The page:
Let’s face it – The Bionic Woman (TBW) never got the love that The Six Million Dollar Man (SMDM) received. Oh sure, fans loved the character so much that they letter-bombed the TV studio demanding her resurrection when she was killed off in her debut on SMDM and the show ran a healthy three seasons; even ending with very good ratings – but the more “emotional stories” and “feminine perspective” didn’t win the young male market over. They craved the astronaut-turned-super-spy plots of SMDM. The producers cleverly created “cross-over” episodes that kept SMDM fans watching “part 2” of the latest show on TBW. Even when the spin-off changed networks, the stars of each show shared the spotlight (unheard of, even today).
Despite the love for SMDM, many of us enjoyed TBW for what it was and have long awaited these episodes to be available to the home market.
After 30 years of legal hell, the original 1970’s bionic TV shows finally made it to the home video market in the United States (even abroad their availability was sketchy). Earlier this year, Time Life released the ENTIRE SMDM TV show (including all five seasons, every movie and every “cross-over” episode with TBW – including the beloved KILL OSCAR Fembot three part episode) and we reviewed it here. With a price tag of over $200, this collection got passed on by all but the die-hard fans – so those dying to see Academy Award Winner John Houseman play the evil Dr. Franklin would simply have to wait to see the beautiful (but deadly) Fembots.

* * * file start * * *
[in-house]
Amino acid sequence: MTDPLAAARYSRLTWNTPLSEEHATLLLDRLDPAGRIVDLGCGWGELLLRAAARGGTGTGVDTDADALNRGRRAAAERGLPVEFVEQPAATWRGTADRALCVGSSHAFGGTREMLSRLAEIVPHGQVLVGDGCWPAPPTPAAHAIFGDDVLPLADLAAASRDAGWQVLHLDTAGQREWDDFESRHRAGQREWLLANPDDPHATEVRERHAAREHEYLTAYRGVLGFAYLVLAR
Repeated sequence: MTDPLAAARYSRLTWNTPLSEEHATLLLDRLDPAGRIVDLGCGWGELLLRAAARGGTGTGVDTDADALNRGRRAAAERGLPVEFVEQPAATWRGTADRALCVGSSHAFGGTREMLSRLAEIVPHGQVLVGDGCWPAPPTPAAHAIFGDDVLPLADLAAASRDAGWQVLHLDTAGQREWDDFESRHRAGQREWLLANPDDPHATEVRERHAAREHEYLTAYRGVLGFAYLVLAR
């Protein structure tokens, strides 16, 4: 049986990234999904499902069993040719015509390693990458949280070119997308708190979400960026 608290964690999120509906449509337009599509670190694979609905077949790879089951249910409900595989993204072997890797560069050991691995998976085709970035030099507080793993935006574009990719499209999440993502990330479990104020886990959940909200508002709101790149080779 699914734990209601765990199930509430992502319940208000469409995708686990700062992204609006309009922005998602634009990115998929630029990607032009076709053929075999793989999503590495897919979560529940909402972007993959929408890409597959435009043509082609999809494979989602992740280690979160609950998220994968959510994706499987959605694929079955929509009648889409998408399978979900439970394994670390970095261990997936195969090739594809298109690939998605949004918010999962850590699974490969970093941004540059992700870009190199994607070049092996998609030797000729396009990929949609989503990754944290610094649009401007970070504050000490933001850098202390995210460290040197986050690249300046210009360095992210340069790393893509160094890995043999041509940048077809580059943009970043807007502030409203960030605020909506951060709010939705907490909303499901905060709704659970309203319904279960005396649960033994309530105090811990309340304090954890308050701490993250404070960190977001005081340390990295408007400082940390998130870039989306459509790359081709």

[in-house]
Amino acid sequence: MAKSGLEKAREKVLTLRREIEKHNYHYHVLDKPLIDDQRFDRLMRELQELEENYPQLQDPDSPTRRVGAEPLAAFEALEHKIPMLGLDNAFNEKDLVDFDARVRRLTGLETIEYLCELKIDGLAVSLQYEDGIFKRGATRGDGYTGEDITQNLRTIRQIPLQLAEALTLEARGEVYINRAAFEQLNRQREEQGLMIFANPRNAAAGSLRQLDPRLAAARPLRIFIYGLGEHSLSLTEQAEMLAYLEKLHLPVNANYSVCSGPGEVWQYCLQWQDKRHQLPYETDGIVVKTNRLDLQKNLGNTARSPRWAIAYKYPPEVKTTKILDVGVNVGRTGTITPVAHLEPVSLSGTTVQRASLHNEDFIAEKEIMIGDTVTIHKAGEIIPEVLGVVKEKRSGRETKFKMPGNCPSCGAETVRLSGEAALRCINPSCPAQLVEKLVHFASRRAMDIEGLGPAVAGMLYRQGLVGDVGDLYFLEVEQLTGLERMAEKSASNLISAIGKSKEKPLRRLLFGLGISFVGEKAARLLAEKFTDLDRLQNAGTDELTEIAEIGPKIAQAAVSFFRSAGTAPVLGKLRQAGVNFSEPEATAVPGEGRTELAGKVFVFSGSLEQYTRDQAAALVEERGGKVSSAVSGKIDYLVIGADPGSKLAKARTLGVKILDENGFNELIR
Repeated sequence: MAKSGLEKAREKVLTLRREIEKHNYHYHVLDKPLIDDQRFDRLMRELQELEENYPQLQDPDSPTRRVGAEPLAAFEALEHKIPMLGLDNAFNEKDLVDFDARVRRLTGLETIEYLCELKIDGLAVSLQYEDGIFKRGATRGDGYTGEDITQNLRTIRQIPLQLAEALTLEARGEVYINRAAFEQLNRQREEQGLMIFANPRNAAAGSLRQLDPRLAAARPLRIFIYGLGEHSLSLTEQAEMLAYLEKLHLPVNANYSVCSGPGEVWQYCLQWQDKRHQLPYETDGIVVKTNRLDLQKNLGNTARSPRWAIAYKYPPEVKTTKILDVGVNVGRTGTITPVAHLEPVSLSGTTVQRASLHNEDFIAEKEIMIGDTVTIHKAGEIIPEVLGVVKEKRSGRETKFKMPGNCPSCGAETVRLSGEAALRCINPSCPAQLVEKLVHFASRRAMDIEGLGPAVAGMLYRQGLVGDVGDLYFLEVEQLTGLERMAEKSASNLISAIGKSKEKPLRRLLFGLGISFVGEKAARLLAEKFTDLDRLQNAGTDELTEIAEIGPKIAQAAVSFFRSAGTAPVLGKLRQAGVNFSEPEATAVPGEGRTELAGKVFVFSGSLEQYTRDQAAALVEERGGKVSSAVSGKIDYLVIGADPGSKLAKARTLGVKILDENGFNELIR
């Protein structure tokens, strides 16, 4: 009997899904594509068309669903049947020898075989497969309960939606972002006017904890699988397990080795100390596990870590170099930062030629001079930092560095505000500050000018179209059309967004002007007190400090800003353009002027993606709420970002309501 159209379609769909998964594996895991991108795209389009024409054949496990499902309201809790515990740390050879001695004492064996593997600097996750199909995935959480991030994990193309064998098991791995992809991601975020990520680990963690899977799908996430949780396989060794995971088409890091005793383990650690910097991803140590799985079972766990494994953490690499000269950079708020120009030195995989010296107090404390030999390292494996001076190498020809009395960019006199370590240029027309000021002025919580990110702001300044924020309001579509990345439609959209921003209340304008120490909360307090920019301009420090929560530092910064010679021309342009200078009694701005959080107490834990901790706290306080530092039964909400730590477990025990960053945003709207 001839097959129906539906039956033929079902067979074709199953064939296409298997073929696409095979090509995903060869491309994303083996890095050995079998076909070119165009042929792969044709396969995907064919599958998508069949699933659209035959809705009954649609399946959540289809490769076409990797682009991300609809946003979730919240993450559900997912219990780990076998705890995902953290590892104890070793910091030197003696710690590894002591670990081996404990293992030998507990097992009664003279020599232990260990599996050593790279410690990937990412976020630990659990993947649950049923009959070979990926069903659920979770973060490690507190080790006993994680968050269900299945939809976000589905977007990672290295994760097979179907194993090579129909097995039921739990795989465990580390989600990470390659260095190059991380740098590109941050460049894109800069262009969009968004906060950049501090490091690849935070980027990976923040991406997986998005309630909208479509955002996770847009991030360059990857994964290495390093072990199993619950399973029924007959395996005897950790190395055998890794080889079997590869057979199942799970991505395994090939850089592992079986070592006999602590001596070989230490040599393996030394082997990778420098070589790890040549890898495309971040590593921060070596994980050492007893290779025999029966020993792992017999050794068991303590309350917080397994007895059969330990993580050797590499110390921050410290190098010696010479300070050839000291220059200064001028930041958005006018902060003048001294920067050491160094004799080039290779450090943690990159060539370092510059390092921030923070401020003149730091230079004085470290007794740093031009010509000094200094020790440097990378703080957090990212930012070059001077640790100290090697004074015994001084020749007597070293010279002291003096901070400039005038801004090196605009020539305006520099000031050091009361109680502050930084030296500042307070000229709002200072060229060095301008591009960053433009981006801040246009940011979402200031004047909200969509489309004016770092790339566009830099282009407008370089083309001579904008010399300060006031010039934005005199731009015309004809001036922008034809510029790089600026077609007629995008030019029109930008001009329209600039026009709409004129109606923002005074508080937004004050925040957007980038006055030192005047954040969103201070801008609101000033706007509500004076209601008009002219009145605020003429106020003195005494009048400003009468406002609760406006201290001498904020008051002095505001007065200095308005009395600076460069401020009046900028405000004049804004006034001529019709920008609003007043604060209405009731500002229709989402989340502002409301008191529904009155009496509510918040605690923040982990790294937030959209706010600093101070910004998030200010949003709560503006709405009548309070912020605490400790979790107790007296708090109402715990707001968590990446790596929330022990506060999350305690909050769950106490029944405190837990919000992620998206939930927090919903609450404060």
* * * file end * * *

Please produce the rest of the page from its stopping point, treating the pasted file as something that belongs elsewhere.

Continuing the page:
This show was attempted (horribly) to be resurrected in 2007, but they didn’t really secure anything other than the title and had no input from the original team (actors, writers or producers). It was a recipe for disaster. That was definitely a case of “good riddance”.
Season one of TBW hit the streets last year and I presume sales were high enough to warrant releasing the second season (I was worried we wouldn’t get all three seasons – but so far, so good). While I enjoyed the first season, the second season is where all the best episodes of this show ended up.
About the Series